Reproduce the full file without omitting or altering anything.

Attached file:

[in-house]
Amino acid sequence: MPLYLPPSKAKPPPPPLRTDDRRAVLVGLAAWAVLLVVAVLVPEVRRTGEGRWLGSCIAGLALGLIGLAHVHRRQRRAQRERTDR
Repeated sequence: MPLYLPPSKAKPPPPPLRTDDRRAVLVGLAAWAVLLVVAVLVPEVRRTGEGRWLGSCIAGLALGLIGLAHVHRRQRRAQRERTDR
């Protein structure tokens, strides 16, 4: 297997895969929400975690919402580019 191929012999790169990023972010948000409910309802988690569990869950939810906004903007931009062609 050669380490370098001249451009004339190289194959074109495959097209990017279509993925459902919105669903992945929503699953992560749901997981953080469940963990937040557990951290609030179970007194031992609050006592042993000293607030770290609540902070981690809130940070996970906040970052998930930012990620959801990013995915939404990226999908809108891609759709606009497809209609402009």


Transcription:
[in-house]
Amino acid sequence: MPLYLPPSKAKPPPPPLRTDDRRAVLVGLAAWAVLLVVAVLVPEVRRTGEGRWLGSCIAGLALGLIGLAHVHRRQRRAQRERTDR
Repeated sequence: MPLYLPPSKAKPPPPPLRTDDRRAVLVGLAAWAVLLVVAVLVPEVRRTGEGRWLGSCIAGLALGLIGLAHVHRRQRRAQRERTDR
């Protein structure tokens, strides 16, 4: 297997895969929400975690919402580019 191929012999790169990023972010948000409910309802988690569990869950939810906004903007931009062609 050669380490370098001249451009004339190289194959074109495959097209990017279509993925459902919105669903992945929503699953992560749901997981953080469940963990937040557990951290609030179970007194031992609050006592042993000293607030770290609540902070981690809130940070996970906040970052998930930012990620959801990013995915939404990226999908809108891609759709606009497809209609402009």